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Reducing contamination in the workplace with robotics

The use of robotics in manufacturing has many cost-saving and efficiency benefits for businesses both big and small. Automating is a cost-effective method of reducing waste and human error, resulting in a better quality product.

For the above reasons, automation has been making great headway in the food and beverage industry. Robots have the potential to dramatically reduce the risk of contamination and improve the quality of food processing and production. At Design Energy, our customised systems can be implemented in your food industry application to offset contamination in two crucial ways:

Compromising the quality of food and food products can lead to costly wastage.

1. Reducing the risk of error at critical stages of manufacturing

Relying on humans at critical points of food handling and processing introduces human-based errors into the mix, which can spell disaster for food through contamination by germs, pathogens and foreign objects. Compromising the quality of food and food products can lead to costly wastage or unusable goods and in some cases, cause total recalls of products that have already been sent to the marketplace.

In New Zealand and Australia, there were 72 incidents in 2016 where products had to be recalled, according to Food Standards Australia New Zealand, costing companies time, money and reputation. In the US alone, sickness resulting from contaminated food costs the nation $55 billion per year, according to Time Inc. Reducing contamination in food is therefore both an economic and social imperative.

Even for simple, repetitive tasks, there is potential for humans to make a mistake, which can lead to a negative impact on the quality of food products. Replacing these processes with reliable, automated robotics systems can therefore reduce this human-related risk to almost zero.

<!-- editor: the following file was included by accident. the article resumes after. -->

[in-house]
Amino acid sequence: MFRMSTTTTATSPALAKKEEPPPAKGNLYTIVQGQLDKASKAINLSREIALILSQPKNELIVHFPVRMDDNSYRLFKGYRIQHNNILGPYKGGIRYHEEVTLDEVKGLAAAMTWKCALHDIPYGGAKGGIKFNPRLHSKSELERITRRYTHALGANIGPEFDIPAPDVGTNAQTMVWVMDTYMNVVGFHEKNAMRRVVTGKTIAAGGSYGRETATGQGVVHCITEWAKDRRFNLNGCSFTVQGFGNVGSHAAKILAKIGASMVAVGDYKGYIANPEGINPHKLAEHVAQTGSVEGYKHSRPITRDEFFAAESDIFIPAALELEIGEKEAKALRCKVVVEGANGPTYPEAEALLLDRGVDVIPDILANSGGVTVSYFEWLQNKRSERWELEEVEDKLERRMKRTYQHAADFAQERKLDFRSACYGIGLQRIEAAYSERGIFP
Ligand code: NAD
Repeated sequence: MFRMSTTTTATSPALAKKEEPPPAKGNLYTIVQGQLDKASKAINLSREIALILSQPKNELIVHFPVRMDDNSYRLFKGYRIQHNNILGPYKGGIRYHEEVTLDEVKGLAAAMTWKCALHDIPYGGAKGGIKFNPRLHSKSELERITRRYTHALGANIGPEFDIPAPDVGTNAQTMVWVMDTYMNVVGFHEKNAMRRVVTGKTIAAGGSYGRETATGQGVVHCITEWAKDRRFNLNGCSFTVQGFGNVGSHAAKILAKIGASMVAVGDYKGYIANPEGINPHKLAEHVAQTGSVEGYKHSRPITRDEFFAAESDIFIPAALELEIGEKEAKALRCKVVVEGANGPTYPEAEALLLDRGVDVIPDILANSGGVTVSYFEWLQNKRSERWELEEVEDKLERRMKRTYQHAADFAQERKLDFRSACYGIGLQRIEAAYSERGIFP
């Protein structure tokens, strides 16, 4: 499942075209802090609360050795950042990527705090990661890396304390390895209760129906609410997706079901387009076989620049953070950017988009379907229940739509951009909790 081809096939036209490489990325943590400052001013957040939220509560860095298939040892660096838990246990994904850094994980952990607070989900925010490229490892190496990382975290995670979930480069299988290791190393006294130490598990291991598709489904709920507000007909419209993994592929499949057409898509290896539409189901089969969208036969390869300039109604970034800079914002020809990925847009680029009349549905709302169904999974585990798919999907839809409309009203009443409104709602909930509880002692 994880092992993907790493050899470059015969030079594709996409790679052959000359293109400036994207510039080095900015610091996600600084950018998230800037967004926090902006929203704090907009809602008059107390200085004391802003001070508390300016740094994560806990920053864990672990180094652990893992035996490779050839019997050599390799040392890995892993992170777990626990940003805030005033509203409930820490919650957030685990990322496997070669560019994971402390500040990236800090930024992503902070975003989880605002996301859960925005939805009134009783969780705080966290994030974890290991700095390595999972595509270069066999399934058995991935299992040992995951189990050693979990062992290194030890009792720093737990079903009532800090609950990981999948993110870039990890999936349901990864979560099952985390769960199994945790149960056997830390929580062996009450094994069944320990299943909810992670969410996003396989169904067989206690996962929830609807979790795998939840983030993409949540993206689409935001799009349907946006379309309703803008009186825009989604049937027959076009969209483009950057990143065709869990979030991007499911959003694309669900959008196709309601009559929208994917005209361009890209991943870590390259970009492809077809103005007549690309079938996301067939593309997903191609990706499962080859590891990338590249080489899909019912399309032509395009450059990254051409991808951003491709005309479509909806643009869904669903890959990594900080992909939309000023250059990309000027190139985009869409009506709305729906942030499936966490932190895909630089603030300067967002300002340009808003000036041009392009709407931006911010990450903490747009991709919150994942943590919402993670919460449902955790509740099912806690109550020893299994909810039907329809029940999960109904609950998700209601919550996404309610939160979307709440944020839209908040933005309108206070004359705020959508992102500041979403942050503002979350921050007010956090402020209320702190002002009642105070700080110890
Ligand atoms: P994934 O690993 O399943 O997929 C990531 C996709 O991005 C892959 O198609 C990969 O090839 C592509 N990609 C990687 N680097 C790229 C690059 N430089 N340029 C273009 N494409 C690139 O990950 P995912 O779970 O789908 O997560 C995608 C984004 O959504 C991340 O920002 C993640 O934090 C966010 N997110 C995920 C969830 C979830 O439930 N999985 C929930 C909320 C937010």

Robots can be used to improve the quality of food.

2. Preventing cross-contamination

Having hands, feet, noses and mouths in and around food products pose a risk of contamination. This risk is offset by wearing protective clothing, thorough hand washing and avoiding direct skin contact with food products, to prevent the cross-contamination of germs and pathogens. But, these acts only go so far as to minimise the risk of human contamination, says a report by the German Agricultural Society.

Robots are being increasingly used in the manufacturing and automation side of the food industry. Previously, robots were consigned to packaging and palletising, as the physical aspect of these machines made it easy for germs to hide and evade cleaning.

However, advancements today mean robots can have a role in every stage of manufacturing and in any industry. With the rise of what the German Agricultural Society calls ‘hygienic design’, the threat of cross-contamination is much lower, opening the door for robotics in the processing and production of food.

Universal Robots lightweight collaborative robot arms are compliant for clean room environments.

Universal Robots certified for cleanroom application

After rigorous testing according to the international industrial guidelines for cleanroom technologies, we are pleased to announce that Universal Robots lightweight collaborative robot arms are compliant for cleanroom environments which can include food manufacturing processes.

“This certification will pave the way for a great number of new application opportunities for our robots. We have taken another important step towards making our affordable and user-friendly collaborative robots accessible for companies of all industries and sizes,” says Esben H. Østergaard, CTO and co-founder of Universal Robots.

Design Energy is the leading supplier of robots and automation processes in New Zealand. Alongside Universal Robotics we are the suppliers for Nachi robots and can provide your business with customised solutions perfect for any industry.

To find out more, start up a conversation with our team today.

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